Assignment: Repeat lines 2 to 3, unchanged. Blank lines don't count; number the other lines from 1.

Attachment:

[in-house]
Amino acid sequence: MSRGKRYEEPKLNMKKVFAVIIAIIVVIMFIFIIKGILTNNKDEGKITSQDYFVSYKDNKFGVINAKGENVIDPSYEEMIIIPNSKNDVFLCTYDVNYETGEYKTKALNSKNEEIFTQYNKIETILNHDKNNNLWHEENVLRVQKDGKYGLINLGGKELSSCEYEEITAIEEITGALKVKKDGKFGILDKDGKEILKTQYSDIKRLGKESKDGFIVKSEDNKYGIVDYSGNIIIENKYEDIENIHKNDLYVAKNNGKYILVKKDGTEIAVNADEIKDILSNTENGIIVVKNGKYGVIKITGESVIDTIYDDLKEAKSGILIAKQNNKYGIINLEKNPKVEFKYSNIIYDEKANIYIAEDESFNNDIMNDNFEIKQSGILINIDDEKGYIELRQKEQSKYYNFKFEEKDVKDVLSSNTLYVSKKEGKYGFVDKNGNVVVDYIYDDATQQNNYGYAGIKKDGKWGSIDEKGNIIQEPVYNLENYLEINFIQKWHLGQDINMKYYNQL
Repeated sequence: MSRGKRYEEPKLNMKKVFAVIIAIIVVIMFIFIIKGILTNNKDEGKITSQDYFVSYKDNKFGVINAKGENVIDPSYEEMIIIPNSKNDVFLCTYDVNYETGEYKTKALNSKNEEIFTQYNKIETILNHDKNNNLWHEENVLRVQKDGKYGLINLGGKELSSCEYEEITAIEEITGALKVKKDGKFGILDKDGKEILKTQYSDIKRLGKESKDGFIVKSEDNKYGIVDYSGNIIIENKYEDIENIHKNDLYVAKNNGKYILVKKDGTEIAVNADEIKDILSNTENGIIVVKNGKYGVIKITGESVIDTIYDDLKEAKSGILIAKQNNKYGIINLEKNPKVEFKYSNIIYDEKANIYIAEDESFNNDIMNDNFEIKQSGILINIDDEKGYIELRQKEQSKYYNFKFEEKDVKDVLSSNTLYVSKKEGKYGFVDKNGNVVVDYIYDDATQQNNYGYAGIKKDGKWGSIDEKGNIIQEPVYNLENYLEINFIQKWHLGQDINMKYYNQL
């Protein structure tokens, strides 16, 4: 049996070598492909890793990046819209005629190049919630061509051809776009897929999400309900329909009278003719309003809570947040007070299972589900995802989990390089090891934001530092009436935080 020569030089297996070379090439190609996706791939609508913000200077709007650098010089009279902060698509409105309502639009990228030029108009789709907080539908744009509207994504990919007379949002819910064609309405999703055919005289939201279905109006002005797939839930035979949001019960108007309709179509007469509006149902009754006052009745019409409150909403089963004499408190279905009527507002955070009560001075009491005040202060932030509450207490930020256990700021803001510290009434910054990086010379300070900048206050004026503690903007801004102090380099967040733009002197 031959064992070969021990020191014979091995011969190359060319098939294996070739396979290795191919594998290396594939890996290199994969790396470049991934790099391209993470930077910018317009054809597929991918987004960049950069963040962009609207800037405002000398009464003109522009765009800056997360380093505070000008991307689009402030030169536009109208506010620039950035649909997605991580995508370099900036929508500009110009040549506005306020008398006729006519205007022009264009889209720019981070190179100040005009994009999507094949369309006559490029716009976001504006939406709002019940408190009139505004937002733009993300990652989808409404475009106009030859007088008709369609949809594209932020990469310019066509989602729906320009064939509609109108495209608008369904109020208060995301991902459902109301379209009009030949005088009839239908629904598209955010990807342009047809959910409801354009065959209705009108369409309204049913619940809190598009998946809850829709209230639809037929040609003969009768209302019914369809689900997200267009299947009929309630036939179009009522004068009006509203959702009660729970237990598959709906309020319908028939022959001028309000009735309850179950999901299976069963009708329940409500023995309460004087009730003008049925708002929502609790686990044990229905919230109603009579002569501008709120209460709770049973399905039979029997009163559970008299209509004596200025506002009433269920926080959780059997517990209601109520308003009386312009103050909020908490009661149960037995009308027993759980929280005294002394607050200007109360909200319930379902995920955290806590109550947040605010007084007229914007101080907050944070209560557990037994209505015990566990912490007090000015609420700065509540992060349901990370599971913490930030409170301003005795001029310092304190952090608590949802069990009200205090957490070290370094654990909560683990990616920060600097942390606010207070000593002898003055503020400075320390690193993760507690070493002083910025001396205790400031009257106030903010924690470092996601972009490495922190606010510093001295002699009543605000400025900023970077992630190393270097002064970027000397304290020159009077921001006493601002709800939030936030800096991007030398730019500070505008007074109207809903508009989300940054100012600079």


Amino acid sequence: MSRGKRYEEPKLNMKKVFAVIIAIIVVIMFIFIIKGILTNNKDEGKITSQDYFVSYKDNKFGVINAKGENVIDPSYEEMIIIPNSKNDVFLCTYDVNYETGEYKTKALNSKNEEIFTQYNKIETILNHDKNNNLWHEENVLRVQKDGKYGLINLGGKELSSCEYEEITAIEEITGALKVKKDGKFGILDKDGKEILKTQYSDIKRLGKESKDGFIVKSEDNKYGIVDYSGNIIIENKYEDIENIHKNDLYVAKNNGKYILVKKDGTEIAVNADEIKDILSNTENGIIVVKNGKYGVIKITGESVIDTIYDDLKEAKSGILIAKQNNKYGIINLEKNPKVEFKYSNIIYDEKANIYIAEDESFNNDIMNDNFEIKQSGILINIDDEKGYIELRQKEQSKYYNFKFEEKDVKDVLSSNTLYVSKKEGKYGFVDKNGNVVVDYIYDDATQQNNYGYAGIKKDGKWGSIDEKGNIIQEPVYNLENYLEINFIQKWHLGQDINMKYYNQL
Repeated sequence: MSRGKRYEEPKLNMKKVFAVIIAIIVVIMFIFIIKGILTNNKDEGKITSQDYFVSYKDNKFGVINAKGENVIDPSYEEMIIIPNSKNDVFLCTYDVNYETGEYKTKALNSKNEEIFTQYNKIETILNHDKNNNLWHEENVLRVQKDGKYGLINLGGKELSSCEYEEITAIEEITGALKVKKDGKFGILDKDGKEILKTQYSDIKRLGKESKDGFIVKSEDNKYGIVDYSGNIIIENKYEDIENIHKNDLYVAKNNGKYILVKKDGTEIAVNADEIKDILSNTENGIIVVKNGKYGVIKITGESVIDTIYDDLKEAKSGILIAKQNNKYGIINLEKNPKVEFKYSNIIYDEKANIYIAEDESFNNDIMNDNFEIKQSGILINIDDEKGYIELRQKEQSKYYNFKFEEKDVKDVLSSNTLYVSKKEGKYGFVDKNGNVVVDYIYDDATQQNNYGYAGIKKDGKWGSIDEKGNIIQEPVYNLENYLEINFIQKWHLGQDINMKYYNQL